An honor Putin doesn’t deserve

News reports described the encounter between Russian President Vladimir Putin and President Obama on Friday as “awkward,” one in which they were apparently “avoiding one another” and acted “much like divorced parents at a child’s graduation.”

A more accurate simile might go something like this: “like divorced parents, one of whom abused the child systematically for years, then stopped briefly, only to emerge from rehab and violate the restraining order and resume the abuse.”

Less than three months ago Putin completed the first forcible annexation of land in Europe since World War II. For this, he has been predictably compared to Hitler by scores of commentators, including Hillary Clinton and Prince Charles. The rate of repetition has not, however, made the comparison banal and apparently irrelevant to present-day politics: It was Putin’s inclusion on the guest list for the 70th anniversary of D-Day that had that effect. It also gave him the opportunity, in an interview with French journalists, to dismiss Clinton’s comments as a woman’s folly.

The festivities in Normandy on Friday commemorated the beginning of the end of Europe’s 20th century nightmare. The Allies launched their offensive in June 1944, and for roughly half of Europe the nightmare ended less than a year later, in May 1945. The other half remained under occupation for another 4 1 / 2 decades — complete with the persecution of political dissenters and ethnic minorities, with pervasive secret-police surveillance and with labor camps. This was the part of Europe occupied by the USSR. And Putin is the politician who has done more to re-glorify the memory of Joseph Stalin than any other Soviet or Russian leader since the tyrant’s death in 1953. In contemporary Russian historiography, Stalin has once again come to personify the great victory.

What could be the rationale for inviting Putin to take part in the celebration? Would it be the role the USSR played in the Allied effort? This was never enough before. Indeed, back in 2004, Putin became the first Russian leader ever to share in the festivities (by this time he had already instituted state control over broadcast media, dismantled the Russian electoral system and thrown his main political opponent in jail). Ten years earlier, the previous Russian president, the post-Soviet, anti-communist Boris Yeltsin, had been snubbed, painfully, by then-host François Mitterrand.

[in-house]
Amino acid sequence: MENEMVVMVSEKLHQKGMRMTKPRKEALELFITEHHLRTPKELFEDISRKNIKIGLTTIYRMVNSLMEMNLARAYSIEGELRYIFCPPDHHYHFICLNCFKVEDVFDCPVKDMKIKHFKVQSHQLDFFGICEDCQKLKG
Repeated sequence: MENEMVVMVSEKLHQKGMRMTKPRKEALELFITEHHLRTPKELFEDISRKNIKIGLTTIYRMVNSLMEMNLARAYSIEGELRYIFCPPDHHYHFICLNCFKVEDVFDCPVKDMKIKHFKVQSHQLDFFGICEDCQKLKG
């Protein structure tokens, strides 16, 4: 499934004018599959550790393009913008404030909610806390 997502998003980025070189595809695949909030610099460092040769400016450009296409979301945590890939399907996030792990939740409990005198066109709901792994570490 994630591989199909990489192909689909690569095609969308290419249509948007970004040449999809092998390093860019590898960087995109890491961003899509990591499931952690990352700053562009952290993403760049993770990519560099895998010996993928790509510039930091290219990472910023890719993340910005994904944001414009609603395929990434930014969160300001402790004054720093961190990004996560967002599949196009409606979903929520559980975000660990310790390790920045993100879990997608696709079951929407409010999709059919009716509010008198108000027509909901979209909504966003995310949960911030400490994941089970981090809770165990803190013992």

Could the rationale be that, for all his faults, Putin runs one of the great European powers and must be recognized? This would be pretty thin. First, Russia under Putin no longer considers itself a part of Europe: This is in fact the basis of the country’s recently unveiled new “cultural policy.” It is also evident in Russia’s disregard for the decisions of the European Court for Human Rights, among others. More important, Putin cannot by any stretch be considered a legitimately elected leader. He started his third presidential term in 2012 following a rigged election in which he controlled the media and ran against hand-picked opponents who didn’t campaign — and the ballot boxes still had to be stuffed. In addition, the Russian constitution sets the term limit for presidents at two.

Vladimir Putin should not have been in Normandy, or anywhere where he might be treated like a legitimate world leader — but French President François Hollande invited him, and other Western leaders lacked either the desire or the leverage to object effectively. Putin’s presence at the D-Day festivities served to legitimize him and delegitimize the occasion.

Predictably, Obama’s effort to pretend Putin wasn’t there failed — here the comparison to divorced parents seems apt. They talked, and on their way out Obama administration officials mumbled something about this being a “positive development.” Like if that parent who was trying to avoid the systematically abusive and unrepentant ex-spouse said something about a glimmer of hope. We all know how that story ends.

Masha Gessen is a Russian American journalist and the author of The Man Without a Face: The Unlikely Rise of Vladimir Putin.

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